Quiet: The Power of Introverts in a World that Cant’ Stop Talking (is a good book)

I haven’t been blogging much lately, due to previously either getting ready for summer camp or teaching it. I have begun to get rid of things I won’t bring back with me to the States, and I’ve been involved with Seoul Flyers, the running group I talk about fairly often.

Being an introvert, I find it hard sometimes to be abroad. We associate adventures and boldness with people who travel overseas, not bookishness and keeping to oneself.  In her book, the title of which is mentioned above, Susan Cain defends introverts in a society that is all about people being entertaining and sparkly over deep and thoughtful. She says we need a balance of the two temperaments instead of focusing so exclusively on the people who thrive on group-work and small talk.

At the part in the book I’m at, I found this part especially reassuring as I think about my future, and how soon I think I should hurry up and “just figure everything out already.”:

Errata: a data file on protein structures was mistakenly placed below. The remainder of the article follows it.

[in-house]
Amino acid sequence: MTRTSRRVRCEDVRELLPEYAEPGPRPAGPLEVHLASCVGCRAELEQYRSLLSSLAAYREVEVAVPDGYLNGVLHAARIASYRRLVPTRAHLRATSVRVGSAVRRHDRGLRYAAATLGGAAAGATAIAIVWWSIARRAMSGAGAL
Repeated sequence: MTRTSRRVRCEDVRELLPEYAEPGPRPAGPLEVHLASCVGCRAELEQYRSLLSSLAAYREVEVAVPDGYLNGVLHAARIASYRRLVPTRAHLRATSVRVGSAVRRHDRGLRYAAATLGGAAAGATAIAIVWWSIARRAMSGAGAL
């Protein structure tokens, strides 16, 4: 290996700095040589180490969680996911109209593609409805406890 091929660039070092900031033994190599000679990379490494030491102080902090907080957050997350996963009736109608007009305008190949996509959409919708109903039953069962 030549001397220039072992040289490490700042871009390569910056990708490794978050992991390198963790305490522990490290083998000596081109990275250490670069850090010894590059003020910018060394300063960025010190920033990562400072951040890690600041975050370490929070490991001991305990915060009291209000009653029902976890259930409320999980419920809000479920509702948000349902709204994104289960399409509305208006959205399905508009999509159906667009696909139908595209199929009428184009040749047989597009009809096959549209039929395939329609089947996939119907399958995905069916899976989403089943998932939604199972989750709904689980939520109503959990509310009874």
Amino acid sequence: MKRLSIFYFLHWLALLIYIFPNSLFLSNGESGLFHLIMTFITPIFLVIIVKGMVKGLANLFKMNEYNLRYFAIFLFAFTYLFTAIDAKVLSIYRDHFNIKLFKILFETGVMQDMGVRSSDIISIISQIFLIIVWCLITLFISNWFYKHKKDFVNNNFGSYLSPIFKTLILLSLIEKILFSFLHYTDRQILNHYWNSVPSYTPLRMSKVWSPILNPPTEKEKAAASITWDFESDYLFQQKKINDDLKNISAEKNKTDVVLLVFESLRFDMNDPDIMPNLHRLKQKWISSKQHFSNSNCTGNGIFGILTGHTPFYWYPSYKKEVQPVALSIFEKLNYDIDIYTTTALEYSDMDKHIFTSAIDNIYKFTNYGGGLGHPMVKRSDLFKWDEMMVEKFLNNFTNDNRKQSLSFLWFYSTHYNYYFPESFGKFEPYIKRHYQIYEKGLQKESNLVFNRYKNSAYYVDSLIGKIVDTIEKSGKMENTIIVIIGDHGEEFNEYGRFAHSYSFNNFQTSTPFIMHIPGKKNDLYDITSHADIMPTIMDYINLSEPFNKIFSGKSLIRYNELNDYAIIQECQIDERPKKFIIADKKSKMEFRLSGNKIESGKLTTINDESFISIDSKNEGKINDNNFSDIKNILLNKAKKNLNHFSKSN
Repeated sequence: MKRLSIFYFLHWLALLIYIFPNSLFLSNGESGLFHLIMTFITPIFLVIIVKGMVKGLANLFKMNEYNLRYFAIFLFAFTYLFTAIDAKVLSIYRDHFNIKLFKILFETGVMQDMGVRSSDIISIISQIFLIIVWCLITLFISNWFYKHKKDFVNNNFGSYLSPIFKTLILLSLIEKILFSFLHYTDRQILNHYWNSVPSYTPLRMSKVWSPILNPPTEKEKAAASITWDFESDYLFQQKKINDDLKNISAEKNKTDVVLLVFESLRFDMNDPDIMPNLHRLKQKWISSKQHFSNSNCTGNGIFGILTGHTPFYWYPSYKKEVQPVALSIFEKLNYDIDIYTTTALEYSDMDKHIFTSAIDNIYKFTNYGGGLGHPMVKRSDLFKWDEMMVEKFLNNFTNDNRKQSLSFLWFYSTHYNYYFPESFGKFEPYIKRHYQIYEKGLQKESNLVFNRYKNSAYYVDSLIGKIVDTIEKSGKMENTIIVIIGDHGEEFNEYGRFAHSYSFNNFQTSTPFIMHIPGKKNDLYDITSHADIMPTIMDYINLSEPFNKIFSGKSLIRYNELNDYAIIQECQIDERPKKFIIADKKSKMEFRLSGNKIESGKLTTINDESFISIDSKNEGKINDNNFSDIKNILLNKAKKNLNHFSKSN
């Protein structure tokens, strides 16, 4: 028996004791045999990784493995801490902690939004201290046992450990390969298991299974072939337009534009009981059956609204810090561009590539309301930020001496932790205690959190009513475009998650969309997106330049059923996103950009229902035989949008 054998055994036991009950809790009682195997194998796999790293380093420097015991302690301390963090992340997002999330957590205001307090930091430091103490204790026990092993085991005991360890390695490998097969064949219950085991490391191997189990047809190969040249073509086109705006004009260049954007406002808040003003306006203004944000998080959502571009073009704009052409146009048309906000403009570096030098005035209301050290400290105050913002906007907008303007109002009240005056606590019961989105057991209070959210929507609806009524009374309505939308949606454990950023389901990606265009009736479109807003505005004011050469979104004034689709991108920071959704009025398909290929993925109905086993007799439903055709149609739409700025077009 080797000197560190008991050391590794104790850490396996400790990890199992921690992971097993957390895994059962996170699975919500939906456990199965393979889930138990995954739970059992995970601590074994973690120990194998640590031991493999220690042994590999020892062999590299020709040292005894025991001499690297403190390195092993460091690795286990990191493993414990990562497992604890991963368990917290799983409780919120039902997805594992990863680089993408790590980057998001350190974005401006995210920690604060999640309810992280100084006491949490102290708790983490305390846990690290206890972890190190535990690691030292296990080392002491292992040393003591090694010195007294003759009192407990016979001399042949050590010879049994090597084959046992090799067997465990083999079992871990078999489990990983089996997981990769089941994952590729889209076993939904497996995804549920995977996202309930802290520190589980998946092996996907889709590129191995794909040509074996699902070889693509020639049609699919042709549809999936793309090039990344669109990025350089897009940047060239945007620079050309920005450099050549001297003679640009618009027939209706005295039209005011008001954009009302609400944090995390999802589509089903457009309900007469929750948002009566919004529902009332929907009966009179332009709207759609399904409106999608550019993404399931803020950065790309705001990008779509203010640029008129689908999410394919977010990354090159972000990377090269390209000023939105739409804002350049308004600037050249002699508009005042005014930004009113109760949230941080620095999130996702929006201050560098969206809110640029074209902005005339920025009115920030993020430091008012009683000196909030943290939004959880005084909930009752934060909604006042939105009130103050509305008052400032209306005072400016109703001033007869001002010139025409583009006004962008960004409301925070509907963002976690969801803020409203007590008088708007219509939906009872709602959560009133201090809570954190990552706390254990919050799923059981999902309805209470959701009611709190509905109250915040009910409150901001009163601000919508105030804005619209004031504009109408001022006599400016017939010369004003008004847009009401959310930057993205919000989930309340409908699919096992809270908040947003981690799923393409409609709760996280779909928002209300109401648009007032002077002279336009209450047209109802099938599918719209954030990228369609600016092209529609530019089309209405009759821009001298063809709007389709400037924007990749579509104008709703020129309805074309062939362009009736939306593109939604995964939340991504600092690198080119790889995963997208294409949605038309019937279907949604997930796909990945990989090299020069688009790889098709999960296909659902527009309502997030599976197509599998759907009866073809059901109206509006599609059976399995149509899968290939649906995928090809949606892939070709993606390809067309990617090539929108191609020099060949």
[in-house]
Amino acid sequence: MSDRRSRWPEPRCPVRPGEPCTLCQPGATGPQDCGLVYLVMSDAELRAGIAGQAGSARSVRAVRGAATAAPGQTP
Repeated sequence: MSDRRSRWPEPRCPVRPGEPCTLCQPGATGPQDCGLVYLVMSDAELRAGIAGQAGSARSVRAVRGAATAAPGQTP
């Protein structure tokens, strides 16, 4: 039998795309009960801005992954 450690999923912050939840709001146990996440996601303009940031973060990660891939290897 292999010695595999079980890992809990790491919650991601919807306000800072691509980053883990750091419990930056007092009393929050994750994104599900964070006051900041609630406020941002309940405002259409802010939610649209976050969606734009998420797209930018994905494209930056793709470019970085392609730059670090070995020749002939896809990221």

“So stay true to your own nature. If you like to do things in a slow and steady way, don’t let others make you feel as if you have to race. If you enjoy depth, don’t force yourself to seek breadth. If you prefer single-tasking to multi-tasking, stick to your guns. Being relatively unmoved by rewards gives you the incalculable power to go your own way. It’s up to you to use that independence to good effect.”

The next time you are pretending to be perky and able to multi-task well (when truly you are a quiet, thoughtful, and deliberate person who prefers to finish one task before moving on to the next one), remember that we need both extroverts to take the risks and introverts to think deeply about what it all means.

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